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TOYOTA CH-R REVIEWS | 2016 – 2019 MODEL

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Read and compare reviews on the Toyota CH-R 2016 – 2019 Model from top New Zealand automotive journalists on trusted websites.

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Toyota C-HR: CH(U)R, bro?

Toyota C-HR review Autocar

SOURCE: AUTOCAR | YEAR: 2017 | WORDS: PETER LOUISSON

Everyone continues to clamber onto the small suv bandwagon, and manufacturers not yet there are missing out on the bonanza. Toyota was late to the market with its c-hr which offered something a wee bit different.

Most in the class are naturally aspirated but the wild looking C-HR brings a downsized turbo to the mix. In pretty much every other sector, turbos are now ruling the roost. But even in the small car area things are changing as they also will amongst the tiny high riders.

Not that in this particular case the small turbo offers any sort of performance advantage. In our three-way comparison the front-drive C-HR was roundly spanked on the acceleration front by the naturally aspirated CX-3 and XV Sport, both with 2.0L fours. The Mazda registered a 0-100 time in the late eights, and the XV was a second astray but the C-HR could only manage a best of 11.5sec. Same for its overtaking prowess, bested comfortably by the other two.

The sci-fi design looks interesting, for sure, and a bit more excitement on the design front never hurts from Toyota but not at the expense of rearward visibility which is pretty awful in the C-HR. A reversing camera and blind spot monitoring partly make amends.

It’s here: we drive Toyota’s highly anticipated CH-R

Toyota C-HR review Driven

SOURCE: DRIVEN | YEAR: 2017 | WORDS: LIZ DOBSON

Toyota New Zealand launches C-HR that’s not to be mistaken for another car acronym.

Toyota NZ is confident it has plenty of buyers for its new compact SUV, but Kiwis may have a problem remembering its acronym name.

The Toyota C-HR was originally a compact SUV built specifically for the Europe market; but the decision was made to make it available globally.

Production started in Japan late last year with a variety of models available: a 1.2-litre petrol, 1.5-litre petrol, 2-litre petrol and 1.8-litre petrol hybrid.

Toyota NZ decided to (smartly) just have one engine and transmission (the 1.2-litre linked to CVT) and two drivetrains — either front-wheel-drive or all-wheel-drive.

The name is an acronym for Compact High Rider or Cross Hatch Runabout, says Toyota’s design team, but it’s easy at first to confuse the name with Honda’s acronym-based vehicles, the HR-V (High Rider Vehicle) and CR-V (Compact Recreational Vehicle).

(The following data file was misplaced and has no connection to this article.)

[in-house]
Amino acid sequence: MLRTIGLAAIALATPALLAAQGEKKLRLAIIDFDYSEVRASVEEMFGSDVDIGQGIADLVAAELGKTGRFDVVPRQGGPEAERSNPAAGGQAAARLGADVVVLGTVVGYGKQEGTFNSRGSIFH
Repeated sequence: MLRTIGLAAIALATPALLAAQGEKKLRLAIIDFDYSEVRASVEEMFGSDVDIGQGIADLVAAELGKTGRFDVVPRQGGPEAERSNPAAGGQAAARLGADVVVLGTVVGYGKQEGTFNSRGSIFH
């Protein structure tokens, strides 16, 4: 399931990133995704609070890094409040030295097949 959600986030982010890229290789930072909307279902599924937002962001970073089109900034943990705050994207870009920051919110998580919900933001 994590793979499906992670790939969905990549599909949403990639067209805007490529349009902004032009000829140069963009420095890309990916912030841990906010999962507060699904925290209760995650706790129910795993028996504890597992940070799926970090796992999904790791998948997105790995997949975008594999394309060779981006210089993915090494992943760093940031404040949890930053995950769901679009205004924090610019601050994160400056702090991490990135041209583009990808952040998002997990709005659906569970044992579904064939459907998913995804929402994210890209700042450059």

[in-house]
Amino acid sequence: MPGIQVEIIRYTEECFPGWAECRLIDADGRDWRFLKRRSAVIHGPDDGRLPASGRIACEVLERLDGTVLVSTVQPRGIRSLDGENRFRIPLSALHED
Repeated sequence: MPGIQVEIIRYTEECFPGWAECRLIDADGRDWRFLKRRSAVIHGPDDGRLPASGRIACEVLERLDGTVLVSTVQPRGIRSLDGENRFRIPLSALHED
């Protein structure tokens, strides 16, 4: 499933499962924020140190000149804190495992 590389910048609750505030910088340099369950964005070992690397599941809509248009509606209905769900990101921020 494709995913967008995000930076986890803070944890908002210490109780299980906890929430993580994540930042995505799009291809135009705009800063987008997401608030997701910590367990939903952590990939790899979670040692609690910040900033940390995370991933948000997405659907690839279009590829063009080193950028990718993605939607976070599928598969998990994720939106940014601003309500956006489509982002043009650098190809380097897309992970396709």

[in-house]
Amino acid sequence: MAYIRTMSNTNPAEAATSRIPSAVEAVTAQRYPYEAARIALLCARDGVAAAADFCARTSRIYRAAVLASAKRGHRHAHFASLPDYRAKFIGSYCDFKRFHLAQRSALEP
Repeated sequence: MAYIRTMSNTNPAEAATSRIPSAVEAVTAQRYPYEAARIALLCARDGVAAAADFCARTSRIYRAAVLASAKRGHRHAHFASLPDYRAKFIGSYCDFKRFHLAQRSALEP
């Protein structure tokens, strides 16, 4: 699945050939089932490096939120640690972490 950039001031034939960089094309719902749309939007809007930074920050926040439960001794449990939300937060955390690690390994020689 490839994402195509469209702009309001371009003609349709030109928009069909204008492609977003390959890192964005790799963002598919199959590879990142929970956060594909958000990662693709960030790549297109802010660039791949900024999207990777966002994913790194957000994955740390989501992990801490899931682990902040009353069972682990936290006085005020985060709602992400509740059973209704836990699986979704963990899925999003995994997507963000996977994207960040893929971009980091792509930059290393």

An easy way to remember the Toyota model (so you don’t embarrass yourself when you go into a car dealership) is by either pronouncing it “Chur” or by thinking “See HR”.

Competition does include the HR-V, plus Mitsubishi’s ASX, Suzuki Vitara, Mazda CX-3 and the Holden Trax, says Toyota.

Price-wise it is near the top end of the competition but has a plethora of safety features and all-new design.

2017 Toyota C-HR 2WD – Car Review – impracticably gorgeous

SOURCE: DRIVELIFE | YEAR: 2017 | WORDS: FRED ALVREZ

Drive Life shot up to Auckland for the launch of the C-HR a few months back. Mostly it was the design that caught motoring journalists’ attention – eye catching to say the least.

On a one-day drive, the C-HR came across as a good handling, competent, compact SUV.

Remember that girl you went out with for one date? Things went well and you felt a good connection. Then you go away for a week and all the things you missed the first time drive you a little crazy.

Would this be the case with the C-HR? Only one way to find out; go on a week-long date.

For your cash you get a 6-speaker audio system, built-in SatNav with SUNA traffic updates, a 4.2” driver’s information display, dual-zone AC, auto dimming rear view mirror, auto lights and wipers, auto-up/down for all windows, electrically folding mirrors, leather steering wheel, electric park brake with Auto Hold function, rear privacy glass, LED headlights, auto high beams, DRLs, LED tail lights, LED fog lamps, 18” alloys, sequential front indicators, and a 6.1” centre touchscreen display.

Safety-wise, you get Toyota’s Safety Sense package, which includes Pre-Crash Safety System, Radar Cruise Control, Lane Departure Alert, Rear Cross Traffic Alert, 7 airbags, Blind Spot Monitoring, Hill Start Assist, reversing camera, and front and rear parking sensors.

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